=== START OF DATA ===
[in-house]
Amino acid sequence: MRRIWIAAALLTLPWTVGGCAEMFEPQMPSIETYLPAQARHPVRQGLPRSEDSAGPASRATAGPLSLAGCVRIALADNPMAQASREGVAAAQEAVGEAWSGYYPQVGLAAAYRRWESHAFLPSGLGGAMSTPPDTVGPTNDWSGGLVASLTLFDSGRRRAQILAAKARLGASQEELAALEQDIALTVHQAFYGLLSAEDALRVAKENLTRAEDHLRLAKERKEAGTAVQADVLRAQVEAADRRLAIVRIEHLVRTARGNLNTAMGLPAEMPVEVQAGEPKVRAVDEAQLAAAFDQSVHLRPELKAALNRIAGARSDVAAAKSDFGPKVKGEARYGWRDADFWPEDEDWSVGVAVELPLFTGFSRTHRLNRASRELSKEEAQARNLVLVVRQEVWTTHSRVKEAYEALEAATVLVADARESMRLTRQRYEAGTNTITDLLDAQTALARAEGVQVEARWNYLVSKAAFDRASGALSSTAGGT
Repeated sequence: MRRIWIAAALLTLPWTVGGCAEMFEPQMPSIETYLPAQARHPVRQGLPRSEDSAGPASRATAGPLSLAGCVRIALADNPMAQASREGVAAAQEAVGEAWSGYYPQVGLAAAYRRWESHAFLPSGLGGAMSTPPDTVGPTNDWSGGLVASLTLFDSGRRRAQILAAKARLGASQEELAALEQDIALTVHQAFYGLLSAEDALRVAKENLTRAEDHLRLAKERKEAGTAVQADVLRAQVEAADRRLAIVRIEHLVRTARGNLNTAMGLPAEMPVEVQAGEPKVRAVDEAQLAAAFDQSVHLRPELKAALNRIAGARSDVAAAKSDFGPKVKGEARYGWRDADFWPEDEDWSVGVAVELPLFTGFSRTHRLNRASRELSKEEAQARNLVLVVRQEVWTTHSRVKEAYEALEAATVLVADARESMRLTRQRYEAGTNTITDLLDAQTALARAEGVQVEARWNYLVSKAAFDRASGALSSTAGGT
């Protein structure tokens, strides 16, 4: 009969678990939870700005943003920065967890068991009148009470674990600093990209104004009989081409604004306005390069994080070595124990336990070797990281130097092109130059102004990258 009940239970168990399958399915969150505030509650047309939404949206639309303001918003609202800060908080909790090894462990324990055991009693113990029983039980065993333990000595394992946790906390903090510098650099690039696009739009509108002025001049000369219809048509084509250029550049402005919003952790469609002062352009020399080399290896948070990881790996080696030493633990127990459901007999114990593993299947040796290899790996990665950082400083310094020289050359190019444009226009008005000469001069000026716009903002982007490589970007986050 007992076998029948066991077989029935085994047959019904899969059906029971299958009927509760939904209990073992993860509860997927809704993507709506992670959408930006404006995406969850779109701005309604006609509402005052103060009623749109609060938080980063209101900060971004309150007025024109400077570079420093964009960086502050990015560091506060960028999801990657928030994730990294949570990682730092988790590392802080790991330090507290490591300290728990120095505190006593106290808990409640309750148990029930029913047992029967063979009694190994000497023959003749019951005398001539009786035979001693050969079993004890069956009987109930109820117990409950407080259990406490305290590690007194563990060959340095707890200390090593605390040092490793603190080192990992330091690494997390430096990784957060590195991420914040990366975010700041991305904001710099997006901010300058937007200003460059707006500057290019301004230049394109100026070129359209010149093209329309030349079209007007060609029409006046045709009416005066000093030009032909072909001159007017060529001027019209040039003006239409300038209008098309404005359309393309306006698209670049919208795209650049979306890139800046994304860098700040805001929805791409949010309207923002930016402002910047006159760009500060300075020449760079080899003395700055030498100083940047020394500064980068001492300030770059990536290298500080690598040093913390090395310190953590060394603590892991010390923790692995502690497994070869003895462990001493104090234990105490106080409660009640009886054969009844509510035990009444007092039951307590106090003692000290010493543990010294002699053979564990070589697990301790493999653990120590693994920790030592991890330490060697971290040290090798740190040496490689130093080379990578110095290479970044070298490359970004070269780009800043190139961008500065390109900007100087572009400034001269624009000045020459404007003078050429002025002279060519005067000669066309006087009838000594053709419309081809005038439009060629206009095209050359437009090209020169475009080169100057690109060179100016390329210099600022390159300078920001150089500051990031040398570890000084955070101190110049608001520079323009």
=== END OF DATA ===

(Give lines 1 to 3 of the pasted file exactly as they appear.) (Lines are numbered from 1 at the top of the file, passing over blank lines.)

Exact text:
[in-house]
Amino acid sequence: MRRIWIAAALLTLPWTVGGCAEMFEPQMPSIETYLPAQARHPVRQGLPRSEDSAGPASRATAGPLSLAGCVRIALADNPMAQASREGVAAAQEAVGEAWSGYYPQVGLAAAYRRWESHAFLPSGLGGAMSTPPDTVGPTNDWSGGLVASLTLFDSGRRRAQILAAKARLGASQEELAALEQDIALTVHQAFYGLLSAEDALRVAKENLTRAEDHLRLAKERKEAGTAVQADVLRAQVEAADRRLAIVRIEHLVRTARGNLNTAMGLPAEMPVEVQAGEPKVRAVDEAQLAAAFDQSVHLRPELKAALNRIAGARSDVAAAKSDFGPKVKGEARYGWRDADFWPEDEDWSVGVAVELPLFTGFSRTHRLNRASRELSKEEAQARNLVLVVRQEVWTTHSRVKEAYEALEAATVLVADARESMRLTRQRYEAGTNTITDLLDAQTALARAEGVQVEARWNYLVSKAAFDRASGALSSTAGGT
Repeated sequence: MRRIWIAAALLTLPWTVGGCAEMFEPQMPSIETYLPAQARHPVRQGLPRSEDSAGPASRATAGPLSLAGCVRIALADNPMAQASREGVAAAQEAVGEAWSGYYPQVGLAAAYRRWESHAFLPSGLGGAMSTPPDTVGPTNDWSGGLVASLTLFDSGRRRAQILAAKARLGASQEELAALEQDIALTVHQAFYGLLSAEDALRVAKENLTRAEDHLRLAKERKEAGTAVQADVLRAQVEAADRRLAIVRIEHLVRTARGNLNTAMGLPAEMPVEVQAGEPKVRAVDEAQLAAAFDQSVHLRPELKAALNRIAGARSDVAAAKSDFGPKVKGEARYGWRDADFWPEDEDWSVGVAVELPLFTGFSRTHRLNRASRELSKEEAQARNLVLVVRQEVWTTHSRVKEAYEALEAATVLVADARESMRLTRQRYEAGTNTITDLLDAQTALARAEGVQVEARWNYLVSKAAFDRASGALSSTAGGT